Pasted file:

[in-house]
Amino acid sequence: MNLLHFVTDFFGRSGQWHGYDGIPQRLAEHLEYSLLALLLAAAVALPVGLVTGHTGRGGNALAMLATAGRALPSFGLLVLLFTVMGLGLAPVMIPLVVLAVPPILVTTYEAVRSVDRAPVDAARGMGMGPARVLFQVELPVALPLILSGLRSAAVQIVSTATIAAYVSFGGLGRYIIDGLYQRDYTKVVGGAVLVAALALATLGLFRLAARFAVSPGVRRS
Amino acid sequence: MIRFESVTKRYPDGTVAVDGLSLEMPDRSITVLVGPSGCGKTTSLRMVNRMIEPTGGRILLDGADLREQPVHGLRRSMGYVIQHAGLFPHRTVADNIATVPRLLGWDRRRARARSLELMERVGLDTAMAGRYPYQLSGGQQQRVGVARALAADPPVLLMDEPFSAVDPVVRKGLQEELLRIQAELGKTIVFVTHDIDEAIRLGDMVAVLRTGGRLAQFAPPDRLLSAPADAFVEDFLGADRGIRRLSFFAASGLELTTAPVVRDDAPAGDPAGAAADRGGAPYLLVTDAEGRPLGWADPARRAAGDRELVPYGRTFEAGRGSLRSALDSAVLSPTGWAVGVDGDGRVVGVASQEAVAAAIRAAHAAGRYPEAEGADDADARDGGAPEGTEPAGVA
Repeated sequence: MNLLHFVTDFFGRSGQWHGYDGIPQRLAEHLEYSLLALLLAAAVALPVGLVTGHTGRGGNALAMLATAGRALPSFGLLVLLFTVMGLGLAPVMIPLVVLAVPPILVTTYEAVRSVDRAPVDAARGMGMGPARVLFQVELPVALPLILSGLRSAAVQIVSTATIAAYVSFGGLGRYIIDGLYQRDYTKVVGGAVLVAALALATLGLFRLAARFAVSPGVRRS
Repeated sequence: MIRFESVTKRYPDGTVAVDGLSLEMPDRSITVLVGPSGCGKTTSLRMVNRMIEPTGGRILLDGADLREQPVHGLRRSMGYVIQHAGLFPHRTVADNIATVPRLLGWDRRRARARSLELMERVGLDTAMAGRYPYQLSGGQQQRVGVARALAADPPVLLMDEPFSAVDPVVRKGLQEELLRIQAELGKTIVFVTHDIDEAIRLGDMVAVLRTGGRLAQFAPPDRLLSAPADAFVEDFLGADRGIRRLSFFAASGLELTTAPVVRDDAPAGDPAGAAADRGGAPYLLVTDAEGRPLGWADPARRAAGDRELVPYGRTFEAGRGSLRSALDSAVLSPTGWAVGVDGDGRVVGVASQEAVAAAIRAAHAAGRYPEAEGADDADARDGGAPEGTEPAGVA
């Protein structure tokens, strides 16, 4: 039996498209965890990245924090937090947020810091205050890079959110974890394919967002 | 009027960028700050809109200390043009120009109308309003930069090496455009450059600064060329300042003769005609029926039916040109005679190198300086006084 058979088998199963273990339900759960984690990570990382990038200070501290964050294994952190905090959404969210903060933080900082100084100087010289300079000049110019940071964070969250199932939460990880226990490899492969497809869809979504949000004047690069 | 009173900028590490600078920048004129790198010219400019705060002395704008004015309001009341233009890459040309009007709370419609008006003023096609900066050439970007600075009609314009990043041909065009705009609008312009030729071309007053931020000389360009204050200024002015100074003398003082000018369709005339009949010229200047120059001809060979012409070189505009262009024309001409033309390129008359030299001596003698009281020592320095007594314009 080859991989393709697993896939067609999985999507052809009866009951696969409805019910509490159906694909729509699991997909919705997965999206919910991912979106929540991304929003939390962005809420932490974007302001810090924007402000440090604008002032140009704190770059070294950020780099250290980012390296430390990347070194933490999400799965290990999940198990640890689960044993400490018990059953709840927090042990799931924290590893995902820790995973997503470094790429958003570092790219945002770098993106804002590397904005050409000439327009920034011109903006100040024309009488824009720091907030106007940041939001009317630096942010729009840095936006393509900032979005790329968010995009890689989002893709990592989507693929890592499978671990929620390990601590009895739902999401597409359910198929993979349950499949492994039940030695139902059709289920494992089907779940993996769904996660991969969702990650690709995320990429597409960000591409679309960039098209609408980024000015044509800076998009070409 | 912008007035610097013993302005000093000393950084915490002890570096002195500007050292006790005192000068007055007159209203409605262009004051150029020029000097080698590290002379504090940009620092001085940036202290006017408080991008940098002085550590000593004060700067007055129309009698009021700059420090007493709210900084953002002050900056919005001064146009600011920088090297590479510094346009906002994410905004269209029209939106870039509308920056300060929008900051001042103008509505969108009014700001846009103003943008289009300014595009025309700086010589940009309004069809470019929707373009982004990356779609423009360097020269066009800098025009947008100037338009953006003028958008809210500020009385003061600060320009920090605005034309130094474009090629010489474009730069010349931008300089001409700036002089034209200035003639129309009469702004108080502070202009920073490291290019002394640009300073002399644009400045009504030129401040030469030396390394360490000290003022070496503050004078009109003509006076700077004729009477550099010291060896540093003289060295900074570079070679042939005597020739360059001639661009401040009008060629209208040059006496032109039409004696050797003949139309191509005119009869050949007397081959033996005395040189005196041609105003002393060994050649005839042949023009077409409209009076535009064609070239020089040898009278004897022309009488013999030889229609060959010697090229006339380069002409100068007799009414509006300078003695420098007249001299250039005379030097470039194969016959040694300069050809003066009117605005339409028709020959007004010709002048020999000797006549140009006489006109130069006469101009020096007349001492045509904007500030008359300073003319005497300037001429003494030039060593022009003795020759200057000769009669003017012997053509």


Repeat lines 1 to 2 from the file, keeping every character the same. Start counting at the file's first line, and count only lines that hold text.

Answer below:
[in-house]
Amino acid sequence: MNLLHFVTDFFGRSGQWHGYDGIPQRLAEHLEYSLLALLLAAAVALPVGLVTGHTGRGGNALAMLATAGRALPSFGLLVLLFTVMGLGLAPVMIPLVVLAVPPILVTTYEAVRSVDRAPVDAARGMGMGPARVLFQVELPVALPLILSGLRSAAVQIVSTATIAAYVSFGGLGRYIIDGLYQRDYTKVVGGAVLVAALALATLGLFRLAARFAVSPGVRRS